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Originally posted October 27, 2011
Barbara Ford speaks at the Parents Legislative Action Committee luncheon Wednesday in Jenks. STEPHEN PINGRY/Tulsa World
by: KIM ARCHER Tulsa World Staff Writer
(Reprinted with Permission. This is not an endorsement.)
JENKS - School vouchers for special-needs students take away limited resources from children who remain in public education, a group of Tulsa-area parents told legislators Wednesday.
"It infuriates me because it will hurt my family. I'm devastated that is an option," said one parent, who said her developmentally delayed 5-year-old son is blossoming in Jenks Public Schools' special education program.
Seven local lawmakers participated in a panel discussion coordinated by the Tulsa Area Parents Legislative Action Committee held at the Jenks Education Service Center.
Among the legislative panelists was Rep. Jason Nelson, R-Oklahoma City, co-sponsor of the Lindsey Nicole Henry Scholarships for Students with Disabilities Act. The law provides taxpayer-funded scholarships so parents can send their disabled students to private schools.
"The reality is that when you've got 96,000 (students) on IEP (individualized education programs) you're going to find that the public schools cannot meet the needs of every child," Nelson said.
The public dollars allocated for each child follow that child wherever they go, whether it is a public school or a private school, he said.
But Rep. Fred Jordan, R-Jenks, said school districts don't pay for their programs in that way.
"Just because one child leaves the public school and takes the money with them does not decrease the hard costs that it takes to run that special program in the public school," he said. "That is an inherent problem with these ... scholarship programs."
Melissa Abdo, a committee member who moderated the program, asked whether it was true that additional disabilities are being paid for in the scholarships than were claimed in students' federal IEPs in public schools.
"It's true. It's true," a chorus of parents said.
Abdo said that means more state aid is going to private schools per student than for public schools.
Nelson said the amount of the scholarship is supposed to be based on a student's IEP and said the state Education Department calculates the scholarship amounts.
Nancy McKay, chief financial officer for Jenks Public Schools, asked how the private schools will be accountable for providing services for the child's disability with public taxpayer dollars.
"We're required to do it. So how will they be assessed?" she said.
Nelson replied that private schools will be accountable to parents. He then asked if parents knew why IEPs and due process existed, a question that prompted chatter from parents who said they were well aware of them.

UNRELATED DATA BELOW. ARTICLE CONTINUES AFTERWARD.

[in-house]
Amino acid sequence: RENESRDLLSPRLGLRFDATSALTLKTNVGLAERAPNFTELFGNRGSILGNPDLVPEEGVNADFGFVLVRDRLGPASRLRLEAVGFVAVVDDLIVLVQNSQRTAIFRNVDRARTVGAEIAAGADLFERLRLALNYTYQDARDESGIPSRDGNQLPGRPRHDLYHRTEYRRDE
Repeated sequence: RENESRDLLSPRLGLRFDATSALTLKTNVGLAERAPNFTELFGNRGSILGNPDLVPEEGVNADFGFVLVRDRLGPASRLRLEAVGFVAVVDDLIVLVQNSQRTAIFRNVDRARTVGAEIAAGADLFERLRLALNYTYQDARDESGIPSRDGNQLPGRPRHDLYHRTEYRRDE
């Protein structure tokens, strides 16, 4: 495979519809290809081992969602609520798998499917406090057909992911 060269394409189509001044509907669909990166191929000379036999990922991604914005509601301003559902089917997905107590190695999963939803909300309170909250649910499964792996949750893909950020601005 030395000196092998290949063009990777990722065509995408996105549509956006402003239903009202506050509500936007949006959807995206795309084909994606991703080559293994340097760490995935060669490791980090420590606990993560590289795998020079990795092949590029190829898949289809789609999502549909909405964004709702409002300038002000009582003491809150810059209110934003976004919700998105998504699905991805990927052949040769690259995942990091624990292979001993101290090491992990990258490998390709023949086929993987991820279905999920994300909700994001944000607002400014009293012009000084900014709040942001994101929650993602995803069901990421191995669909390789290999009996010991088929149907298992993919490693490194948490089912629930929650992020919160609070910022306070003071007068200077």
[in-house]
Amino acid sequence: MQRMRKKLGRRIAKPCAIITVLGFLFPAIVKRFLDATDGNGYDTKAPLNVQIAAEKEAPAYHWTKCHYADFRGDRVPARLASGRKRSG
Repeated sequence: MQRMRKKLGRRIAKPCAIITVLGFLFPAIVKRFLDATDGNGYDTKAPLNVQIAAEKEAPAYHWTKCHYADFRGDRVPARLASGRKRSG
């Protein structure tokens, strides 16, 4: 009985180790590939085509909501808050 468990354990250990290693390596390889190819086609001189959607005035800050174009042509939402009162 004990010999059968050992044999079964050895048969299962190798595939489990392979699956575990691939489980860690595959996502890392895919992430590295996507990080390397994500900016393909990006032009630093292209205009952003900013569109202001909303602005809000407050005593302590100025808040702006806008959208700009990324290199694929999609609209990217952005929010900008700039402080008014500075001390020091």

"It's to protect the student against the government schools," Nelson said, prompting gasps and moans throughout the room.
"Then please tell me what due process is for," he said. "Everybody was repulsed when I said that, but somebody tell me what it is for."
One parent said it is a way for parents to get what their children need in public education. Years ago, she said she asked for more speech pathology for her son because he had trouble speaking.
"I got it because they knew and I knew my (federal) rights. That is 90 percent of the problem you have with special-ed parents. They do not know their rights," she said.
Some parents said private schools don't necessarily have the resources to meet special-needs children like public schools do. One parent noted that of 33 schools approved to accept the Henry scholarships, only one is nonreligious and aimed at caring for disabled children.
The Oklahoma State Board of Education will vote Thursday on adding nine schools to the list of those accepting Lindsey Nicole Henry scholarships. They are:
Rep. Jason Nelson speaks about special-needs scholarships Wednesday while Reps. Jeannie McDaniel (from left), Jerry McPeak and Jadine Nollan listen. The lawmakers were taking part in a Parents Legislative Action Committee luncheon in Jenks. STEPHEN PINGRY/Tulsa World
Heather McAdams, who has students in Owasso schools, voices her concerns during the Oklahoma legislators panel Wednesday at the Parents Legislative Action Committee luncheon in Jenks. (Union School Board member Heather McAdams also attended the meeting.) STEPHEN PINGRY/Tulsa World
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Special-needs vouchers to top $700,000 - October 18, 2011
Union, Jenks repond to state criticism - September 29, 2011
Schools argue lawsuit claims 'untrue' - May 3, 2011
Parents of special needs students sue 4 districts - April 29, 2011
School daze - April 29, 2011
School boards to sue Attorney General - January 25, 2011
Union votes not comply with new law - October 12, 2010